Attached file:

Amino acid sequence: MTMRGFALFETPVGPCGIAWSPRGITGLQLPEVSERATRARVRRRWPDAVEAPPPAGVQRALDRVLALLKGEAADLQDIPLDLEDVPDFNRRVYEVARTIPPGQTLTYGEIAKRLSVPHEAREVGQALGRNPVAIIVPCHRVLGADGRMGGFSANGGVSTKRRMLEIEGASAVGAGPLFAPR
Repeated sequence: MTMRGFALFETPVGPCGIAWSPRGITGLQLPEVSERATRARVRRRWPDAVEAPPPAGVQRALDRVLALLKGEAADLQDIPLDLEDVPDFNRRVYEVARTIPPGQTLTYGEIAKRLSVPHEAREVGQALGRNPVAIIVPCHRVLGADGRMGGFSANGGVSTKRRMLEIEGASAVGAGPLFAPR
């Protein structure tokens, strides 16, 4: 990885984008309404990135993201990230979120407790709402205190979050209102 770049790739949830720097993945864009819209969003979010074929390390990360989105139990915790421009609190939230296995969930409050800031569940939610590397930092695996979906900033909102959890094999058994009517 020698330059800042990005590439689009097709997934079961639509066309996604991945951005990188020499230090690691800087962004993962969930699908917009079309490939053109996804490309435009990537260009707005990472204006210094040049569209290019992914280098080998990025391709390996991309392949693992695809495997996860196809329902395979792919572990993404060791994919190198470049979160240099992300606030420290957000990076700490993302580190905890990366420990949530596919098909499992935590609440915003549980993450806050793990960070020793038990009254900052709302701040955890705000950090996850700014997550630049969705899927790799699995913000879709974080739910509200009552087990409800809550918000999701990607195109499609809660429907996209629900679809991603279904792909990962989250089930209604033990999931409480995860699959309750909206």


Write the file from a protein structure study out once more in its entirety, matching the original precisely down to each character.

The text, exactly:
Amino acid sequence: MTMRGFALFETPVGPCGIAWSPRGITGLQLPEVSERATRARVRRRWPDAVEAPPPAGVQRALDRVLALLKGEAADLQDIPLDLEDVPDFNRRVYEVARTIPPGQTLTYGEIAKRLSVPHEAREVGQALGRNPVAIIVPCHRVLGADGRMGGFSANGGVSTKRRMLEIEGASAVGAGPLFAPR
Repeated sequence: MTMRGFALFETPVGPCGIAWSPRGITGLQLPEVSERATRARVRRRWPDAVEAPPPAGVQRALDRVLALLKGEAADLQDIPLDLEDVPDFNRRVYEVARTIPPGQTLTYGEIAKRLSVPHEAREVGQALGRNPVAIIVPCHRVLGADGRMGGFSANGGVSTKRRMLEIEGASAVGAGPLFAPR
């Protein structure tokens, strides 16, 4: 990885984008309404990135993201990230979120407790709402205190979050209102 770049790739949830720097993945864009819209969003979010074929390390990360989105139990915790421009609190939230296995969930409050800031569940939610590397930092695996979906900033909102959890094999058994009517 020698330059800042990005590439689009097709997934079961639509066309996604991945951005990188020499230090690691800087962004993962969930699908917009079309490939053109996804490309435009990537260009707005990472204006210094040049569209290019992914280098080998990025391709390996991309392949693992695809495997996860196809329902395979792919572990993404060791994919190198470049979160240099992300606030420290957000990076700490993302580190905890990366420990949530596919098909499992935590609440915003549980993450806050793990960070020793038990009254900052709302701040955890705000950090996850700014997550630049969705899927790799699995913000879709974080739910509200009552087990409800809550918000999701990607195109499609809660429907996209629900679809991603279904792909990962989250089930209604033990999931409480995860699959309750909206």